Tips for Better Password Management
Some tips on how to better manage your passwords.
Use a different password for each online service
The reason for this is that if one of the many websites you use get hacked, they are unable to attempt to use that username/password combination succesfully on other web services that you use. Many web browsers and modern operating systems offer automated complex password generation and storage services. Use it!. Also be sure to use complex, random passwords that do not use easily guessable words or numbers such as your birthday, names of family members etc.
An even bigger problem occurs if that same password is used for your online e-mail as well, since your e-mail is part of the login information for most websites. Once hackers have access to your main e-mail account, they can use the reset password service to access all of the services connected to your e-mail address. To further increase security, you might want to setup an e-mail alias to use on external websites that require an e-mail address as part of the login process, keeping your actual e-mail address separate and hidden.
Use a password management service
Keeping track of all the different usernames and passwords you use can get difficult. Don't reach for your Notes application or a piece of paper to store this information! Instead, you can use the built-in password management application on your operating system or an online service such as 1Password or Lastpass. The built-in services are usually good enough, but if you have more complex requirements such as using multiple operating systems or needing to share secure information with family or team members, then the online services might be the way to go. Most of them can also inform you of security breaches of services you use as well as letting you know if the passwords you use are part of a breach.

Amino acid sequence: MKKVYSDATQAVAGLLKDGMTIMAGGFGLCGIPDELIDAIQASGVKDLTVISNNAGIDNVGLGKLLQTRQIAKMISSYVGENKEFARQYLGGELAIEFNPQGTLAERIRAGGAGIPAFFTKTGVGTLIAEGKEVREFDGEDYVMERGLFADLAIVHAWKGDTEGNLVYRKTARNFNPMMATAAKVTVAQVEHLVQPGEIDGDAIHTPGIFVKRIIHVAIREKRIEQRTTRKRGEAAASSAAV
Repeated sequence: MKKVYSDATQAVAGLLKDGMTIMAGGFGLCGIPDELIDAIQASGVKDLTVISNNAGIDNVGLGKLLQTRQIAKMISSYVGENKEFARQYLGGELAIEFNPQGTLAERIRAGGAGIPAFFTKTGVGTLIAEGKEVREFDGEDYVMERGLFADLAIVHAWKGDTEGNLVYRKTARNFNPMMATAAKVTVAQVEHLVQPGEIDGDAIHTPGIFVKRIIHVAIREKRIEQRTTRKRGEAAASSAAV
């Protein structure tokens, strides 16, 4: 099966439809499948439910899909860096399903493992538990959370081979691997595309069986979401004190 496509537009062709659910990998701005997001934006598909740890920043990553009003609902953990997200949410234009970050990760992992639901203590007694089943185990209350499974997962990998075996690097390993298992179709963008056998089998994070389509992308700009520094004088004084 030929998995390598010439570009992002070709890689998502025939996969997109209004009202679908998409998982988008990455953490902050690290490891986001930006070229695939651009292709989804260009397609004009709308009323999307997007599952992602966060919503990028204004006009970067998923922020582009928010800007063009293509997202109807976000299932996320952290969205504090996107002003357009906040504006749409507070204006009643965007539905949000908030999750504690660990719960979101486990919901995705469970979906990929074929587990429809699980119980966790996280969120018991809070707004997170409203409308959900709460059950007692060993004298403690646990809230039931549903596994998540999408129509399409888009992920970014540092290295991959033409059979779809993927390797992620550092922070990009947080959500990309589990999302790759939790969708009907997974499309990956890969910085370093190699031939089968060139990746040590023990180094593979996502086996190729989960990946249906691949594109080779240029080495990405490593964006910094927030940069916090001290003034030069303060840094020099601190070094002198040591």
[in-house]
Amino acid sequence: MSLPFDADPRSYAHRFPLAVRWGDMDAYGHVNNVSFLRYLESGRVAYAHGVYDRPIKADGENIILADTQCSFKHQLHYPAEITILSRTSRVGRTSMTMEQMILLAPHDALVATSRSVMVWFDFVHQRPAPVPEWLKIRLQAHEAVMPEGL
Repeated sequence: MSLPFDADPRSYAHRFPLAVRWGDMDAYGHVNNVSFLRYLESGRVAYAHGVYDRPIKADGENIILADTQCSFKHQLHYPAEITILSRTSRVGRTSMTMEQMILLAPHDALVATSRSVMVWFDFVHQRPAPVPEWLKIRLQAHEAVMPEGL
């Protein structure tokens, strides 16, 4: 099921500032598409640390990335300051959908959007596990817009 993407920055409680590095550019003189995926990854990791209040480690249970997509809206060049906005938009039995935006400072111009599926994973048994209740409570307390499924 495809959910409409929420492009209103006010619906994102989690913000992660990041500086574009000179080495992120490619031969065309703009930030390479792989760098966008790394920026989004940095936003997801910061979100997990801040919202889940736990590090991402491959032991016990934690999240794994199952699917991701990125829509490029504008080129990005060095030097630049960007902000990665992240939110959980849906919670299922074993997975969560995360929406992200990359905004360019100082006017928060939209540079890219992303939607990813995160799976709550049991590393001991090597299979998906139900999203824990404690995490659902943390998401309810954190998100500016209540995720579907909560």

Turn on Two factor or Multi-factor authentication
If a web service you use offers it, turn on Two factor authentication. Most websites use single-factor authentication requiring a single piece of information: your password. More and more websites allow you to use two factors of authentication, usually a security code that is generated or sent to a device that you own such as your mobile phone. Multi-factor usually uses biometric information such as your fingerprint or facial recognition. Where possible, turn these on so that even if your password is compomised they are still unable to login and will need to have physical access to you or a device that you own.